United Nations’ Sustainable Development Goal # 14: Life Under WaterFashion, Fish, and Fibers
Washing a single article of clothing which contains synthetic fabrics (polyester, nylon, etc.) releases approximately 1,900 individual microfibers into the water which then make their way into our oceans (Rozalia Project). Additionally, according to the Ellen MacArthur Foundation’s a New Textile Economy report (2017) half a million tons of microfibers deriving from clothing are leaking into our oceans every year. Once these fibers are deposited into our oceans it is not long before they make their way into the stomachs of sea creatures such as krill, sea turtles, most species of fish, and sharks. The marine biologists which have discovered that life under water is impacted by the consumption of these microfibers went as far as to find that aquatic organisms living in even the deepest part of the ocean, the Marianna Trench, had ingested plastics. This plastic consumption due to the leakage of both micro and macro plastics into the ocean doesn’t just end up in the stomachs of sea creatures but also in the stomachs of the humans who consume fish. So how can we make a change for life under water? We can turn to recycled fibers, plant-based fibers, animal-based fibers, or even semi-synthetic fibers which all create less of an environmental burden than synthetics fibers. The difference starts with us.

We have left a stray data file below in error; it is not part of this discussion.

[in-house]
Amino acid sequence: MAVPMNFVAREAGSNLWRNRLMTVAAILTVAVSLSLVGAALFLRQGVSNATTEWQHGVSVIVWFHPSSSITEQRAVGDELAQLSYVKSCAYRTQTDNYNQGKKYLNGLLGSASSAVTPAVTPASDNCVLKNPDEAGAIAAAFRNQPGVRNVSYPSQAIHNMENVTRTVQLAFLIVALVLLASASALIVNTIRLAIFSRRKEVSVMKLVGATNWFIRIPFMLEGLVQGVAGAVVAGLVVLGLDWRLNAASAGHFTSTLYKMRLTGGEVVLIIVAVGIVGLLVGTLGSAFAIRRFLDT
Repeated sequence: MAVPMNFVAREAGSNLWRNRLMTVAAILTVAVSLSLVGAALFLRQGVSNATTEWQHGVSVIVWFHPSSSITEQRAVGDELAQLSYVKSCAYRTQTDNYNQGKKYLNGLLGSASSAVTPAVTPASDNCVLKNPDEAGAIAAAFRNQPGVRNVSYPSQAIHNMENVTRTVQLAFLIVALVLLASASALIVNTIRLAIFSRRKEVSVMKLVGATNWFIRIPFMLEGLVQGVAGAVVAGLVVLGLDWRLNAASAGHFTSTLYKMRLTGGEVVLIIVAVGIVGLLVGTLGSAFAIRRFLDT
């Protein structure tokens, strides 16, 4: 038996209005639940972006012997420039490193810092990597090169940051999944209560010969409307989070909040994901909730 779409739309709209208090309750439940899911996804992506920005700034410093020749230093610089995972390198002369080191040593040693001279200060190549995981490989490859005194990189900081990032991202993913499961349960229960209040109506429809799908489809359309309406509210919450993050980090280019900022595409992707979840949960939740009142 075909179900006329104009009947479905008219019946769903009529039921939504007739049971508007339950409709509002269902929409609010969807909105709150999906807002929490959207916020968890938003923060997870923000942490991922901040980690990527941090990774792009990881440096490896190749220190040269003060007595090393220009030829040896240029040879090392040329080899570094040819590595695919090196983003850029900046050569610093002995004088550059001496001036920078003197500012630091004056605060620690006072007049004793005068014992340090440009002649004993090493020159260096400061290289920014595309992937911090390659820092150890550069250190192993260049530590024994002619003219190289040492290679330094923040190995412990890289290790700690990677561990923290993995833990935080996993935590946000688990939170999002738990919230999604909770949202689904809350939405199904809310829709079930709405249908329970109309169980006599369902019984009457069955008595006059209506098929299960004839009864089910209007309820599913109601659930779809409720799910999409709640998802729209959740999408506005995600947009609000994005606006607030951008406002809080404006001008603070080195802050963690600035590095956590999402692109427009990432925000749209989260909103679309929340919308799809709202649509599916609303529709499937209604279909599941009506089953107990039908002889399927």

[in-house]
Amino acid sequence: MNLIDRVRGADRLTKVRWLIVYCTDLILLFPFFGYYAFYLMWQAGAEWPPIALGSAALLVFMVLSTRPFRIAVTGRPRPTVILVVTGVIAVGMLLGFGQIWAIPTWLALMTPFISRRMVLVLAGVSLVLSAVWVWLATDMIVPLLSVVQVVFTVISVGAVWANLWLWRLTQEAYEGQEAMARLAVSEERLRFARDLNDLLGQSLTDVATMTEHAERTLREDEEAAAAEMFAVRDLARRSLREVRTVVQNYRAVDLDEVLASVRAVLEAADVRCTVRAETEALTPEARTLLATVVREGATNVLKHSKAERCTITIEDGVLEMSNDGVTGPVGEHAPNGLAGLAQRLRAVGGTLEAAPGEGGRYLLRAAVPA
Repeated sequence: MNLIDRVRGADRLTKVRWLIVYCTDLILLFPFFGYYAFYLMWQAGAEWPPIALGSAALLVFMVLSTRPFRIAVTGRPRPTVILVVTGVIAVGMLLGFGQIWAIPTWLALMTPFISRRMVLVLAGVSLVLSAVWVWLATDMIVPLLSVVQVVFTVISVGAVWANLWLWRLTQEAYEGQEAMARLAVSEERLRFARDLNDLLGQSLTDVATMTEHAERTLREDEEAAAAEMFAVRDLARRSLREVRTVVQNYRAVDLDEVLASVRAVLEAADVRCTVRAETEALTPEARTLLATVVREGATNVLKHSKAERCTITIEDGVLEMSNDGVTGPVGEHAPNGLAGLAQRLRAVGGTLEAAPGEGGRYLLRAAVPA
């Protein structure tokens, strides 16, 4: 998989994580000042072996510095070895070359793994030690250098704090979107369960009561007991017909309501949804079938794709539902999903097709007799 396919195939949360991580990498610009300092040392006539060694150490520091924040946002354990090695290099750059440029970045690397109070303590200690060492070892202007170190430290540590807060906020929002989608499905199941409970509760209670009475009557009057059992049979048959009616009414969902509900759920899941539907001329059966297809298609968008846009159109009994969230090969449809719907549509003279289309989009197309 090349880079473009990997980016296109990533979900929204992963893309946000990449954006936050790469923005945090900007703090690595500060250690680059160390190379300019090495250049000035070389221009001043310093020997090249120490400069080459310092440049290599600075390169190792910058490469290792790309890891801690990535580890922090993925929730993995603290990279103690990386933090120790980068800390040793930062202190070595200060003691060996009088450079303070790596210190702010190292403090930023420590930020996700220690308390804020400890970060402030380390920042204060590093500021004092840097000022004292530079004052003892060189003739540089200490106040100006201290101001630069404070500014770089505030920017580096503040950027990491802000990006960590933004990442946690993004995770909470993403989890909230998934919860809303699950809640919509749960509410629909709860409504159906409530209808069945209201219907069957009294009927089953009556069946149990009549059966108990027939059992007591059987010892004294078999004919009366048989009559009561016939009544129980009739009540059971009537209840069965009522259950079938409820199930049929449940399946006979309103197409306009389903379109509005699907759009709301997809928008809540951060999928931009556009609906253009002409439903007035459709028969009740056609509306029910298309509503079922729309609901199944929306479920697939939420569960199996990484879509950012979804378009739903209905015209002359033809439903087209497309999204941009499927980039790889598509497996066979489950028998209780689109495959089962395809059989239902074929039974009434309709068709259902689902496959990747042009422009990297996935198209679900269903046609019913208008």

Back to basics: ¿what is sustainable fashion and why is it important?
In an ever-changing, fast paced world it is no wonder that consumers often turn to the easiest and most affordable option when it comes to their closets, this typically leads to further perpetuating the current consumer trend of “fast fashion.” Fast fashion has been on trend especially in North America and Europe with the development of large retail chains dating back to the 1960s (Idacavage, 2018) and is still present in norms to this day. However, sustainable fashion is what Mittelstaedt (et al, 2014) would refer to as a “megatrend”, key word searches for sustainable fashion or similar key terms rake in over 127,350 Google searches a month. But what is sustainable fashion and who does it impact? Well to start, sustainable fashion is an integral part of the “slow fashion movement”, it is often used interchangeably with eco, ecological, green, and ethical fashion (Carey & Cervellon, 2014).
So why is sustainable fashion or slow fashion important and who does it impact? In the English language “fast" and “slow” are opposites but within the realm of fashion it would be misleading to assume that they oppose one another. Slow fashion as a movement is based on an ideal that centers on sustainable values (Henninger, Alevizou, & Oates, 2016), values such as good work conditions and reducing the destructive impact that the industry has on the environment (Bourland 2011). In contrast but not direct opposite, fast fashion is defined as “inexpensive clothing produced rapidly by mass-market retailers in response to the latest trends” (lexico) which in turn can create a “throw away” mindset.
To conclude, the importance of sustainable fashion lays in the social change that it generates and in turn the issues that it tackles. Work conditions, child labor, discrimination in respect of employment and occupation, forced or compulsory labor, wage standards, health and safety of all workers, as well as environmental issues such as waste, chemicals, water consumption, and air emissions (NICE Code of Conduct & Manual, 2009) as well as so much more are addressed with the sustainable fashion movement.
Note: Hailey Matarese HXN collaborator